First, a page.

QATAR is the first Arab and Muslim-majority country in the Middle East that is hosting a major international sports event, like the football World Cup, which is being played out these days under the umbrella of the International Federation of Association Football (FIFA).

After winning the unprecedented honour of hosting the world’s most expensive, biggest single-sport event, Qatar constructed a number of well-designed, well-structured and well-equipped stadiums across the country. The associated facilities, as has been acknowledged by the world body as well, are fantastic; first-world fantastic.

And, yet, there are people with agendas who are out to create one controversy or the other. In India, for instance, the media has gone miles out of the way to be critical of how the opening ceremony was planned and who was invited to it. The focus has been on the ‘use’ of a global event to spread the word of Islam. At any mega event anywhere in the world, the focus is on local culture, which is only logical, and nobody raises a voice against it. But recitation from the Holy Quran seems to have irritated the Indian media a bit too much. More than the ceremony or its orientation, I guess, the media reaction was reflective of the trends prevailing in India when it comes to dealing with either Islam or Muslims at large.

Also, some of the fans, who have travelled from across the world to Qatar to support their favourite teams, have been spending time being critical of cultural issues instead of being supportive and praising the arrangements. As far as these fans are concerned, the peninsular Arab country deserves international backlash for asking people not to wear the rainbow symbols, representing a particular community, in World Cup venues. Additionally, football players have also been directed not to wear the kind of armbands that have the message promoting the said community’s agenda.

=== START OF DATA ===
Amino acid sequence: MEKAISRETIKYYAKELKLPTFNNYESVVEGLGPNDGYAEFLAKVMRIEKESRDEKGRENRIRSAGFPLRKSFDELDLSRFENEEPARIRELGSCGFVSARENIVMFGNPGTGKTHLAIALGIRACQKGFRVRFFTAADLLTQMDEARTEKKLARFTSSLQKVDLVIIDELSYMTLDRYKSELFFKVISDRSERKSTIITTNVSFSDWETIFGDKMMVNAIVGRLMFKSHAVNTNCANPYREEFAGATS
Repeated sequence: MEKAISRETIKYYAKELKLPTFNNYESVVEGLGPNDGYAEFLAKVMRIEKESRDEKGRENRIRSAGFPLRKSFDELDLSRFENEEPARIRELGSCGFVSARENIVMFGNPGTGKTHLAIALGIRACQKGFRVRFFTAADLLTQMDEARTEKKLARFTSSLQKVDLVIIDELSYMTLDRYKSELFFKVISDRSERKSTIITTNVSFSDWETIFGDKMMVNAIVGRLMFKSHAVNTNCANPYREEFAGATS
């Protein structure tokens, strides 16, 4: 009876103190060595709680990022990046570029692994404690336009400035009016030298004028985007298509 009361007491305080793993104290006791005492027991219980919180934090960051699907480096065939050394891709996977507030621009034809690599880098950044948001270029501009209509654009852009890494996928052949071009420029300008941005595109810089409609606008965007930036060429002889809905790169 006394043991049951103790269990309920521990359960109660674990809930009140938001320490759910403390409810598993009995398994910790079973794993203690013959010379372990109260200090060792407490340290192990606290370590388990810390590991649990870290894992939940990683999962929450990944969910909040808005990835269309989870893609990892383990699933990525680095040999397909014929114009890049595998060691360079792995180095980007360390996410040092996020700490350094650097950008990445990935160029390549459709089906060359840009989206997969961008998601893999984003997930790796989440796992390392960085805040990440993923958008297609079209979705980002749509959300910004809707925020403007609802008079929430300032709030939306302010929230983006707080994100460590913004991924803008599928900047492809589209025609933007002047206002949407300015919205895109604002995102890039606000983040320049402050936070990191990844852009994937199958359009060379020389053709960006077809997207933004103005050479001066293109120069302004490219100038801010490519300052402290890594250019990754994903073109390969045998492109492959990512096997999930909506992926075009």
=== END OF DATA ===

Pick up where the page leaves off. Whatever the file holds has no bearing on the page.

Qatar is an Islamic country, and has its legal, social and cultural frameworks in line with the state’s orientation. People have no issues when governments else-where ban hijab and such other symbols of Islamic way of life, but they have a problem applying the same principle to Qatar. This is hypocrisy pure and simple.

It is very clear that Qatar is well within its right to expect a certain set of behaviour from visitors just as other countries do. The Qatari government is bound to preserve the sanctity of its Constitution and laws. Even before the global tournament began, there were voices about labour rights in the country. The arguments were so absurd that even FIFA had to come out publicly and remind the West of its own shameful past.

People across the globe should show respect for the host country and enjoy the games that are being played in a wonderful atmosphere. People watch and follow sports for enter-tainment, not for unnecessary controversies.

NajeebUllah Durrani
Loralai

Published in Dawn, November 29th, 2022

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